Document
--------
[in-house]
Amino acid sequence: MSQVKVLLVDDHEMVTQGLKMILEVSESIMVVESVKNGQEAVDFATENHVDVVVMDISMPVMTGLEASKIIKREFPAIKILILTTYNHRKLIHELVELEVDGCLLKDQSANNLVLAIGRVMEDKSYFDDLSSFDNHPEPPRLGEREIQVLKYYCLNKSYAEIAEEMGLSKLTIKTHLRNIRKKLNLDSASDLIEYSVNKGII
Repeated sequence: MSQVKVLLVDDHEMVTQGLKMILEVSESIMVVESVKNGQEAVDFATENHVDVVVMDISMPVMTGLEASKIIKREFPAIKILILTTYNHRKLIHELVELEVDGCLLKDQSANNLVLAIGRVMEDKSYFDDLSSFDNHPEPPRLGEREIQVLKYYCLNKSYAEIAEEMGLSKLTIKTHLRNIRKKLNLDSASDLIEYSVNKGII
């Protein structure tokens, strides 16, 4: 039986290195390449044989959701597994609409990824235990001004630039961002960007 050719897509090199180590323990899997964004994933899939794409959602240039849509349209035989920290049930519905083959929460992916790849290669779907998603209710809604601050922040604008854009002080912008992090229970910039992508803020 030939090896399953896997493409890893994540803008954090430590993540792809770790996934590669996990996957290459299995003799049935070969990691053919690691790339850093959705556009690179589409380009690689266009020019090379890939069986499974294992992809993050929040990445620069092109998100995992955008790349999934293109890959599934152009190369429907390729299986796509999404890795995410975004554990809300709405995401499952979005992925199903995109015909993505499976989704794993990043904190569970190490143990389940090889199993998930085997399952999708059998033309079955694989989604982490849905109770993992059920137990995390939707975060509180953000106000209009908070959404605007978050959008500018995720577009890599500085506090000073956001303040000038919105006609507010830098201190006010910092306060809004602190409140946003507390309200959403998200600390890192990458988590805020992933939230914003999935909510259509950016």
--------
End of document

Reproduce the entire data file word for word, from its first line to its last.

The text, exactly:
[in-house]
Amino acid sequence: MSQVKVLLVDDHEMVTQGLKMILEVSESIMVVESVKNGQEAVDFATENHVDVVVMDISMPVMTGLEASKIIKREFPAIKILILTTYNHRKLIHELVELEVDGCLLKDQSANNLVLAIGRVMEDKSYFDDLSSFDNHPEPPRLGEREIQVLKYYCLNKSYAEIAEEMGLSKLTIKTHLRNIRKKLNLDSASDLIEYSVNKGII
Repeated sequence: MSQVKVLLVDDHEMVTQGLKMILEVSESIMVVESVKNGQEAVDFATENHVDVVVMDISMPVMTGLEASKIIKREFPAIKILILTTYNHRKLIHELVELEVDGCLLKDQSANNLVLAIGRVMEDKSYFDDLSSFDNHPEPPRLGEREIQVLKYYCLNKSYAEIAEEMGLSKLTIKTHLRNIRKKLNLDSASDLIEYSVNKGII
């Protein structure tokens, strides 16, 4: 039986290195390449044989959701597994609409990824235990001004630039961002960007 050719897509090199180590323990899997964004994933899939794409959602240039849509349209035989920290049930519905083959929460992916790849290669779907998603209710809604601050922040604008854009002080912008992090229970910039992508803020 030939090896399953896997493409890893994540803008954090430590993540792809770790996934590669996990996957290459299995003799049935070969990691053919690691790339850093959705556009690179589409380009690689266009020019090379890939069986499974294992992809993050929040990445620069092109998100995992955008790349999934293109890959599934152009190369429907390729299986796509999404890795995410975004554990809300709405995401499952979005992925199903995109015909993505499976989704794993990043904190569970190490143990389940090889199993998930085997399952999708059998033309079955694989989604982490849905109770993992059920137990995390939707975060509180953000106000209009908070959404605007978050959008500018995720577009890599500085506090000073956001303040000038919105006609507010830098201190006010910092306060809004602190409140946003507390309200959403998200600390890192990458988590805020992933939230914003999935909510259509950016």